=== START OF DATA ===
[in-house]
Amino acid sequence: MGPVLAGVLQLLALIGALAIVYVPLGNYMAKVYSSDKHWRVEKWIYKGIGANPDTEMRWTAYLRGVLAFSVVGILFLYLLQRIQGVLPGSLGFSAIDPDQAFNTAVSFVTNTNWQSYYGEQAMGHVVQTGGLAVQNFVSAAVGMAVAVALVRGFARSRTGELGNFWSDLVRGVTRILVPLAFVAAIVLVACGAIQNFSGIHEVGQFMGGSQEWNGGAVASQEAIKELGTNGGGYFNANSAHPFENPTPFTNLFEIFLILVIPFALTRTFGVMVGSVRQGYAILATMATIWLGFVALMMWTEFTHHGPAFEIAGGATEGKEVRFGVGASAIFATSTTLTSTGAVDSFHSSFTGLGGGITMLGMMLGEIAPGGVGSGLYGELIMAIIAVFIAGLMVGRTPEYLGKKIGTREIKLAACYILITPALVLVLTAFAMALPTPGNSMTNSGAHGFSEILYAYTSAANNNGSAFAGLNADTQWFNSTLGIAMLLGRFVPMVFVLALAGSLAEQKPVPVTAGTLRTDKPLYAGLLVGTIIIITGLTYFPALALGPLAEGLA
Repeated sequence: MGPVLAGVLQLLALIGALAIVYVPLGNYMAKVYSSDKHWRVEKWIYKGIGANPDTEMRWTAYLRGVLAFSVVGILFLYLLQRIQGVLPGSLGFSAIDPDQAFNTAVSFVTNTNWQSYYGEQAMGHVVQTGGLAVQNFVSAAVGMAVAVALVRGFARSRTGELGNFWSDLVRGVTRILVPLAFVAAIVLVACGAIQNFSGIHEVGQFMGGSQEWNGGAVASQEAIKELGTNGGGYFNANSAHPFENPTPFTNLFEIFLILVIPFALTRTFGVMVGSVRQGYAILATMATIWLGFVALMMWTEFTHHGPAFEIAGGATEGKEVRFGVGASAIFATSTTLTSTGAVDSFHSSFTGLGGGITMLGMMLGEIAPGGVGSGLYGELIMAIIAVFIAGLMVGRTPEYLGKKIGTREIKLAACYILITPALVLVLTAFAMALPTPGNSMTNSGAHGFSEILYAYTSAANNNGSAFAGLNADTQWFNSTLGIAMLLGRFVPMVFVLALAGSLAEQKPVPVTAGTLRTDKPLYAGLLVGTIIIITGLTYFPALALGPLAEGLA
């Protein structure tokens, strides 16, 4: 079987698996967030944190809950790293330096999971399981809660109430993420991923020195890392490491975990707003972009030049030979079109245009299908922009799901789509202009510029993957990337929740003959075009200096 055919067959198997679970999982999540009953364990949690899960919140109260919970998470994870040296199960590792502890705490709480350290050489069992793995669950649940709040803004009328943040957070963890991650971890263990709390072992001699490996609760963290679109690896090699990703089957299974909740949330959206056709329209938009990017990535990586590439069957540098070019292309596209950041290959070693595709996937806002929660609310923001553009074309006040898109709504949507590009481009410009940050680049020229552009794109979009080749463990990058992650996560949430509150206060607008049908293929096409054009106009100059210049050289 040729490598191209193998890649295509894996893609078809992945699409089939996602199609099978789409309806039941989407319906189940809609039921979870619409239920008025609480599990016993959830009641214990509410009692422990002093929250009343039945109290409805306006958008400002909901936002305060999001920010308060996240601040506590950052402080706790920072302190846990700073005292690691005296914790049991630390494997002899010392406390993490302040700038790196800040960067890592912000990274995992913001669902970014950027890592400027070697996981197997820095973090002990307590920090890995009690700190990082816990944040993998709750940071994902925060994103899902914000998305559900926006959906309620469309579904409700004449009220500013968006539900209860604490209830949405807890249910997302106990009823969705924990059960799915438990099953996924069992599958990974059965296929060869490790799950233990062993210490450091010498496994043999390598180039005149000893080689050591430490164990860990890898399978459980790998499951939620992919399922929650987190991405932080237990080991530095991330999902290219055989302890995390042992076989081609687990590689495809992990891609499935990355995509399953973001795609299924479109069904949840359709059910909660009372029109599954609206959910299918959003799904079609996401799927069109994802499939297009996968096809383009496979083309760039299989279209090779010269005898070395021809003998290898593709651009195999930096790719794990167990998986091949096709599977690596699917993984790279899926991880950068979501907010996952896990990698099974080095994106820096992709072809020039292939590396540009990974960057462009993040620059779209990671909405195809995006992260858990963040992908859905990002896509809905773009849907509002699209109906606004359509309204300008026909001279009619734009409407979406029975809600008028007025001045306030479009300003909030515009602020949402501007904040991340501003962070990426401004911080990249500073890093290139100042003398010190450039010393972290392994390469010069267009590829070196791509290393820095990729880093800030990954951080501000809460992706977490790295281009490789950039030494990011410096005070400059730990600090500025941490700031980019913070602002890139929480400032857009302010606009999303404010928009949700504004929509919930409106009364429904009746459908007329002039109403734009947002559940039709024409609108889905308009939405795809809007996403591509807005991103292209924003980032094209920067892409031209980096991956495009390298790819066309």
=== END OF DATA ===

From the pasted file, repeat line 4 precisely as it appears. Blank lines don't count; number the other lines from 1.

């Protein structure tokens, strides 16, 4: 079987698996967030944190809950790293330096999971399981809660109430993420991923020195890392490491975990707003972009030049030979079109245009299908922009799901789509202009510029993957990337929740003959075009200096 055919067959198997679970999982999540009953364990949690899960919140109260919970998470994870040296199960590792502890705490709480350290050489069992793995669950649940709040803004009328943040957070963890991650971890263990709390072992001699490996609760963290679109690896090699990703089957299974909740949330959206056709329209938009990017990535990586590439069957540098070019292309596209950041290959070693595709996937806002929660609310923001553009074309006040898109709504949507590009481009410009940050680049020229552009794109979009080749463990990058992650996560949430509150206060607008049908293929096409054009106009100059210049050289 040729490598191209193998890649295509894996893609078809992945699409089939996602199609099978789409309806039941989407319906189940809609039921979870619409239920008025609480599990016993959830009641214990509410009692422990002093929250009343039945109290409805306006958008400002909901936002305060999001920010308060996240601040506590950052402080706790920072302190846990700073005292690691005296914790049991630390494997002899010392406390993490302040700038790196800040960067890592912000990274995992913001669902970014950027890592400027070697996981197997820095973090002990307590920090890995009690700190990082816990944040993998709750940071994902925060994103899902914000998305559900926006959906309620469309579904409700004449009220500013968006539900209860604490209830949405807890249910997302106990009823969705924990059960799915438990099953996924069992599958990974059965296929060869490790799950233990062993210490450091010498496994043999390598180039005149000893080689050591430490164990860990890898399978459980790998499951939620992919399922929650987190991405932080237990080991530095991330999902290219055989302890995390042992076989081609687990590689495809992990891609499935990355995509399953973001795609299924479109069904949840359709059910909660009372029109599954609206959910299918959003799904079609996401799927069109994802499939297009996968096809383009496979083309760039299989279209090779010269005898070395021809003998290898593709651009195999930096790719794990167990998986091949096709599977690596699917993984790279899926991880950068979501907010996952896990990698099974080095994106820096992709072809020039292939590396540009990974960057462009993040620059779209990671909405195809995006992260858990963040992908859905990002896509809905773009849907509002699209109906606004359509309204300008026909001279009619734009409407979406029975809600008028007025001045306030479009300003909030515009602020949402501007904040991340501003962070990426401004911080990249500073890093290139100042003398010190450039010393972290392994390469010069267009590829070196791509290393820095990729880093800030990954951080501000809460992706977490790295281009490789950039030494990011410096005070400059730990600090500025941490700031980019913070602002890139929480400032857009302010606009999303404010928009949700504004929509919930409106009364429904009746459908007329002039109403734009947002559940039709024409609108889905308009939405795809809007996403591509807005991103292209924003980032094209920067892409031209980096991956495009390298790819066309």